“No, it’s not okay,” Ben said, struggling to keep his voice low. “I’m hanging up the phone now. If you want to talk to me, call me when I get back to D.C. Otherwise, stay the hell away from my family.”

“Ben, I just want you and your family to have an enjoyable Thanksgiv—”

Ben hung up the phone and forced a smile as he walked back into the kitchen.

“Is everything okay?” his mother asked. “Who was that on the phone? Who’s Rick?”

“It’s just a friend from the Court,” Ben said. “We were having this argument about this case, and he wanted to talk about it. It’s no big deal.”

“Benjamin, don’t lie to me,” his mother said.

“Mom, I’m not lying!” Ben insisted. “It’s this jerk from work that I always disagree with. It’s fine. We’ll work it out.”

Before she could say a word, Ben was out of the room. “Lisa, c’mon!” he yelled from the front door.

Getting in his mother’s car, Ben was silent, his lips pursed in anger. He was already inching the car out of the driveway by the time Lisa opened the door and jumped inside.

“Don’t worry about stopping,” Lisa said as Ben pulled out of the driveway. “I’m fine.” Getting no response, she asked, “So what’d he say?”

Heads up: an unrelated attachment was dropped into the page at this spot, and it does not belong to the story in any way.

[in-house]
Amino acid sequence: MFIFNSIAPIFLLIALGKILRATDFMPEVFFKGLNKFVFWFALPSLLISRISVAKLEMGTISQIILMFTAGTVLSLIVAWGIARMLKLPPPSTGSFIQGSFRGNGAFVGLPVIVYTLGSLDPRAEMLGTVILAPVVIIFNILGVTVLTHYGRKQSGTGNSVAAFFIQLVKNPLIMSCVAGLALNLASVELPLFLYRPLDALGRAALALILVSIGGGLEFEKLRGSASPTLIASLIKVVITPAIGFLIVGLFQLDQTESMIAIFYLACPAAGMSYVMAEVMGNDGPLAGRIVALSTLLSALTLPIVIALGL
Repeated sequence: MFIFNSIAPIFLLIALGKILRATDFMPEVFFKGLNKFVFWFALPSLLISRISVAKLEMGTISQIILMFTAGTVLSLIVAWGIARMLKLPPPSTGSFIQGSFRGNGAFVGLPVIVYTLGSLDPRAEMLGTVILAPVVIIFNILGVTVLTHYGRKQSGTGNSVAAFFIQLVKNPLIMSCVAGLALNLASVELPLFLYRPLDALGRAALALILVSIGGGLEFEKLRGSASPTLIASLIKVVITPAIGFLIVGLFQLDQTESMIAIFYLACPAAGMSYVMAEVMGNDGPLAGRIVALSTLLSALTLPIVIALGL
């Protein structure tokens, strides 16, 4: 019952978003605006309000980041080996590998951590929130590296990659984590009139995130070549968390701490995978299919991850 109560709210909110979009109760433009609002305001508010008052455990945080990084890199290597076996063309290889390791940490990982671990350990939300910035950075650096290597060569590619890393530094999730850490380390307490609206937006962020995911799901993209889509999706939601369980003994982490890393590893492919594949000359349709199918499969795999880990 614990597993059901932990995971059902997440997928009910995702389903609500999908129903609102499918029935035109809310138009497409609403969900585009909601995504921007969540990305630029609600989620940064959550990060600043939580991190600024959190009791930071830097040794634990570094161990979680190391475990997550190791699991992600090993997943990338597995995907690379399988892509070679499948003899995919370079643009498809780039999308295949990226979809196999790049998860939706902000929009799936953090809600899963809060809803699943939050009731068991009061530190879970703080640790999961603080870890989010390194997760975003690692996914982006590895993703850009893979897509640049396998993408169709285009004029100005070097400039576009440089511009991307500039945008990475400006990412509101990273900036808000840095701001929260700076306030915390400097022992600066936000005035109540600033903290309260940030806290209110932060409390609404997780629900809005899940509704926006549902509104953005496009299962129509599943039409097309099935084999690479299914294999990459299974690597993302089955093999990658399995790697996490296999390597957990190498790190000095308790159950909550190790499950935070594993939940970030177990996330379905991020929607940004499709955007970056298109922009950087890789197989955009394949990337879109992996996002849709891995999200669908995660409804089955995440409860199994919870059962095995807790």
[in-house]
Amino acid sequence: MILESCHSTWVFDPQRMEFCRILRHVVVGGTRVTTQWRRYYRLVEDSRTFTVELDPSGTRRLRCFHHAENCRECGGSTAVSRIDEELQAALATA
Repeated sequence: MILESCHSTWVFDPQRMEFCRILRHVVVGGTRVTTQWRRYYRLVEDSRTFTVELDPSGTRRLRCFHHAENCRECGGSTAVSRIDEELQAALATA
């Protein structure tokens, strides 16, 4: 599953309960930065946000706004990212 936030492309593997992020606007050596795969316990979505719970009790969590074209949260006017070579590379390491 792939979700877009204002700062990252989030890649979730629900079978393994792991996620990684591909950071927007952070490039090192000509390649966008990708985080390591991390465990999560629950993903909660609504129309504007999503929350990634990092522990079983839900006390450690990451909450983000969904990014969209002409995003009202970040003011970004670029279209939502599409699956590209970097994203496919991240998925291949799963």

“Nothing. He was just being an asshole.”

“I assumed that,” Lisa said. “Now tell me what he said.”

“I really don’t want to talk about it,” Ben said. “I just want to enjoy myself today.”

“Just tell me . . .”

“Please,” Ben pleaded. “Let’s just forget about it.”

Lisa was silent until they turned onto the Massachusetts Turnpike. “Are you at least going to tell me where we’re going?”

Taking a deep breath, Ben said, “First, we’re going to Beacon Hill, where you will not only see some of our fair city’s best architecture, but you will also partake in a Vito’s upside-down pizza.”

“An upside-down what?”

“We’ll be eating at a restaurant called Vito’s, where they serve two slices of pizza facing each other. Now stop ruining the story.” Resuming his calm, narrating voice, he continued, “After that, we will walk through the Boston Common and into the heart of downtown.”

“Are we going by the Cheers bar?”